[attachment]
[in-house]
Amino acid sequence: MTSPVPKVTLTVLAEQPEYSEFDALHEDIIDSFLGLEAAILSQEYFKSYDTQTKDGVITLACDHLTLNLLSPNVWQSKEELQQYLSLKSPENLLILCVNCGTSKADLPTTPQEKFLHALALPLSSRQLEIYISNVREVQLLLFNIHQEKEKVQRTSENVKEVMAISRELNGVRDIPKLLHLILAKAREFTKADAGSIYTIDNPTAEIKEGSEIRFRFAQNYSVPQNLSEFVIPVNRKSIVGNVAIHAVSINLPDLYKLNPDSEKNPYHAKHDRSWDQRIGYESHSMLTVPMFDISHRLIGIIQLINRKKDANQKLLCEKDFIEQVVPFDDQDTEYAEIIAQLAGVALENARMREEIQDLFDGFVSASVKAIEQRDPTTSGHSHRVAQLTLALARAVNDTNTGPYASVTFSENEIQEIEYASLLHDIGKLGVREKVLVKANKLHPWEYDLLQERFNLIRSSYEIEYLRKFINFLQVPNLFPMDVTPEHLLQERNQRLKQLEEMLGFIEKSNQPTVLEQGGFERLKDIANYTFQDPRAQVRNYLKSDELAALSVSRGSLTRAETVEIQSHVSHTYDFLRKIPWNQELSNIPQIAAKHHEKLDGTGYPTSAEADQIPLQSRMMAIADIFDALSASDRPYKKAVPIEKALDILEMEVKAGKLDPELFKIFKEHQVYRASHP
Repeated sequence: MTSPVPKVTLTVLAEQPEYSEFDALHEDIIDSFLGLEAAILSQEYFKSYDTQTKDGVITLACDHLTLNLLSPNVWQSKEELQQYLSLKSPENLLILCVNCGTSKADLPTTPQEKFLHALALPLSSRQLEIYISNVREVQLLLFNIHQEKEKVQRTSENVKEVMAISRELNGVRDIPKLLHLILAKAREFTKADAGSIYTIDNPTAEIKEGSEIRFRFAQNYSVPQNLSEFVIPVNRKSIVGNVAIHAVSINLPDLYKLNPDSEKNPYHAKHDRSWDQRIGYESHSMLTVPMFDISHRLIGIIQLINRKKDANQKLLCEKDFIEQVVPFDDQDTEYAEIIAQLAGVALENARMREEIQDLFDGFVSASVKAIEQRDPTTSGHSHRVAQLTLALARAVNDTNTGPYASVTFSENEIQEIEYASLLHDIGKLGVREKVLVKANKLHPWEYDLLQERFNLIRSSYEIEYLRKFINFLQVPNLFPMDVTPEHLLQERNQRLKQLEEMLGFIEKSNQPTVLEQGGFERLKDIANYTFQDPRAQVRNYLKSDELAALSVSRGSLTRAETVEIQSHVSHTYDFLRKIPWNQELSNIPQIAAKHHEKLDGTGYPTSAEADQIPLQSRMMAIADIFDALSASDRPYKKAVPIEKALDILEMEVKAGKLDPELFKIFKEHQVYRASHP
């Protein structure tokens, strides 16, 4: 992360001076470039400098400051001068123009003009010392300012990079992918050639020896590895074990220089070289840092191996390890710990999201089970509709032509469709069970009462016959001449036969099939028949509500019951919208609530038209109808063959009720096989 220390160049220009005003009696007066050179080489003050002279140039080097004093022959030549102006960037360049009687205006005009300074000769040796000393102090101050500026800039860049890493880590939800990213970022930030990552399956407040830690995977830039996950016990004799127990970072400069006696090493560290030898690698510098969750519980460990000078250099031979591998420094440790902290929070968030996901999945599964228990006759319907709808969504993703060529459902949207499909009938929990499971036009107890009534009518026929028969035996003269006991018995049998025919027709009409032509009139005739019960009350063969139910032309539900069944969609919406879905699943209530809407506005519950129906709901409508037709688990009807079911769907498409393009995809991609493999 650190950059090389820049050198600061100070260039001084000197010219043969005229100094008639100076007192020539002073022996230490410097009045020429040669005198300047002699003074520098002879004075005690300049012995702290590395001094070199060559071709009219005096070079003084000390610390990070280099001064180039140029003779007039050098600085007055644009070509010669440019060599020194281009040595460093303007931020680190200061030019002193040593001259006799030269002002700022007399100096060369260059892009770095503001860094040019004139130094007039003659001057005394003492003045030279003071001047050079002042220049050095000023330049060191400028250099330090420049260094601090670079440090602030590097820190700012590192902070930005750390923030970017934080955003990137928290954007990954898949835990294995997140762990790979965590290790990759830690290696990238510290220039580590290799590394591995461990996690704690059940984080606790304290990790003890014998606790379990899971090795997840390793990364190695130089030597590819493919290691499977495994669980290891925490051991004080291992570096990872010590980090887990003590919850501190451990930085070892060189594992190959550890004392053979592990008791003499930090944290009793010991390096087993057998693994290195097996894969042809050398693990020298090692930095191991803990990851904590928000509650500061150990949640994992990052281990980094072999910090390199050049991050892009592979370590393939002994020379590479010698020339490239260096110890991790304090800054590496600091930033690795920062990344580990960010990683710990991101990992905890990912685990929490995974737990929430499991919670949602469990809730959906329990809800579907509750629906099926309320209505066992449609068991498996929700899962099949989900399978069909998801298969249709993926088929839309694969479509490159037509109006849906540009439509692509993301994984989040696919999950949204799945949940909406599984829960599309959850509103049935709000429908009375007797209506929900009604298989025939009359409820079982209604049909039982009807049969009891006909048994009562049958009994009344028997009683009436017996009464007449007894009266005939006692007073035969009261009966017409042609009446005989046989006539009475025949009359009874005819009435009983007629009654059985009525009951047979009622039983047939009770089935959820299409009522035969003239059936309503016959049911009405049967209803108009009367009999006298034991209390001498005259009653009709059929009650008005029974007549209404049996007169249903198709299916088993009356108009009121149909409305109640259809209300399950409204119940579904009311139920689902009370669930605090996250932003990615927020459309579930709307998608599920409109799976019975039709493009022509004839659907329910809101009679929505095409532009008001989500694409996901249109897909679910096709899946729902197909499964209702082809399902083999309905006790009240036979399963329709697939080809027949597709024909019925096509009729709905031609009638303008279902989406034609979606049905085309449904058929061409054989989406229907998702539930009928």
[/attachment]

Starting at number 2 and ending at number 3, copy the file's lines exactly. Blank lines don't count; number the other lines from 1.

Amino acid sequence: MTSPVPKVTLTVLAEQPEYSEFDALHEDIIDSFLGLEAAILSQEYFKSYDTQTKDGVITLACDHLTLNLLSPNVWQSKEELQQYLSLKSPENLLILCVNCGTSKADLPTTPQEKFLHALALPLSSRQLEIYISNVREVQLLLFNIHQEKEKVQRTSENVKEVMAISRELNGVRDIPKLLHLILAKAREFTKADAGSIYTIDNPTAEIKEGSEIRFRFAQNYSVPQNLSEFVIPVNRKSIVGNVAIHAVSINLPDLYKLNPDSEKNPYHAKHDRSWDQRIGYESHSMLTVPMFDISHRLIGIIQLINRKKDANQKLLCEKDFIEQVVPFDDQDTEYAEIIAQLAGVALENARMREEIQDLFDGFVSASVKAIEQRDPTTSGHSHRVAQLTLALARAVNDTNTGPYASVTFSENEIQEIEYASLLHDIGKLGVREKVLVKANKLHPWEYDLLQERFNLIRSSYEIEYLRKFINFLQVPNLFPMDVTPEHLLQERNQRLKQLEEMLGFIEKSNQPTVLEQGGFERLKDIANYTFQDPRAQVRNYLKSDELAALSVSRGSLTRAETVEIQSHVSHTYDFLRKIPWNQELSNIPQIAAKHHEKLDGTGYPTSAEADQIPLQSRMMAIADIFDALSASDRPYKKAVPIEKALDILEMEVKAGKLDPELFKIFKEHQVYRASHP
Repeated sequence: MTSPVPKVTLTVLAEQPEYSEFDALHEDIIDSFLGLEAAILSQEYFKSYDTQTKDGVITLACDHLTLNLLSPNVWQSKEELQQYLSLKSPENLLILCVNCGTSKADLPTTPQEKFLHALALPLSSRQLEIYISNVREVQLLLFNIHQEKEKVQRTSENVKEVMAISRELNGVRDIPKLLHLILAKAREFTKADAGSIYTIDNPTAEIKEGSEIRFRFAQNYSVPQNLSEFVIPVNRKSIVGNVAIHAVSINLPDLYKLNPDSEKNPYHAKHDRSWDQRIGYESHSMLTVPMFDISHRLIGIIQLINRKKDANQKLLCEKDFIEQVVPFDDQDTEYAEIIAQLAGVALENARMREEIQDLFDGFVSASVKAIEQRDPTTSGHSHRVAQLTLALARAVNDTNTGPYASVTFSENEIQEIEYASLLHDIGKLGVREKVLVKANKLHPWEYDLLQERFNLIRSSYEIEYLRKFINFLQVPNLFPMDVTPEHLLQERNQRLKQLEEMLGFIEKSNQPTVLEQGGFERLKDIANYTFQDPRAQVRNYLKSDELAALSVSRGSLTRAETVEIQSHVSHTYDFLRKIPWNQELSNIPQIAAKHHEKLDGTGYPTSAEADQIPLQSRMMAIADIFDALSASDRPYKKAVPIEKALDILEMEVKAGKLDPELFKIFKEHQVYRASHP